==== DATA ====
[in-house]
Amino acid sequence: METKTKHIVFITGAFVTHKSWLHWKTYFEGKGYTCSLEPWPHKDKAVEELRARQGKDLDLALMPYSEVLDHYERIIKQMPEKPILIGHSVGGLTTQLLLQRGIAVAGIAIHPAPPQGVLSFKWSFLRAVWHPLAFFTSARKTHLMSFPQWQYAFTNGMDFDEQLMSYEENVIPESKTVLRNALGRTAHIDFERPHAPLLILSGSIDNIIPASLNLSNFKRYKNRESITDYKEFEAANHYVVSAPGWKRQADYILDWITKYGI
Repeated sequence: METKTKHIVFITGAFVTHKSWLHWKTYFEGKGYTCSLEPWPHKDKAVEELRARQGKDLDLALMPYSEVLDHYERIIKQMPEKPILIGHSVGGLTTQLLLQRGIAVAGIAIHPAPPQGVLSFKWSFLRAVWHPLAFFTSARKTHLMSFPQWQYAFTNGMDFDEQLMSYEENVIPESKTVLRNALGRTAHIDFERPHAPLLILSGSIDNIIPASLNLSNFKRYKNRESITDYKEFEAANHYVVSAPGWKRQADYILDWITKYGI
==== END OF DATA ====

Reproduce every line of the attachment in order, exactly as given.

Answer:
[in-house]
Amino acid sequence: METKTKHIVFITGAFVTHKSWLHWKTYFEGKGYTCSLEPWPHKDKAVEELRARQGKDLDLALMPYSEVLDHYERIIKQMPEKPILIGHSVGGLTTQLLLQRGIAVAGIAIHPAPPQGVLSFKWSFLRAVWHPLAFFTSARKTHLMSFPQWQYAFTNGMDFDEQLMSYEENVIPESKTVLRNALGRTAHIDFERPHAPLLILSGSIDNIIPASLNLSNFKRYKNRESITDYKEFEAANHYVVSAPGWKRQADYILDWITKYGI
Repeated sequence: METKTKHIVFITGAFVTHKSWLHWKTYFEGKGYTCSLEPWPHKDKAVEELRARQGKDLDLALMPYSEVLDHYERIIKQMPEKPILIGHSVGGLTTQLLLQRGIAVAGIAIHPAPPQGVLSFKWSFLRAVWHPLAFFTSARKTHLMSFPQWQYAFTNGMDFDEQLMSYEENVIPESKTVLRNALGRTAHIDFERPHAPLLILSGSIDNIIPASLNLSNFKRYKNRESITDYKEFEAANHYVVSAPGWKRQADYILDWITKYGI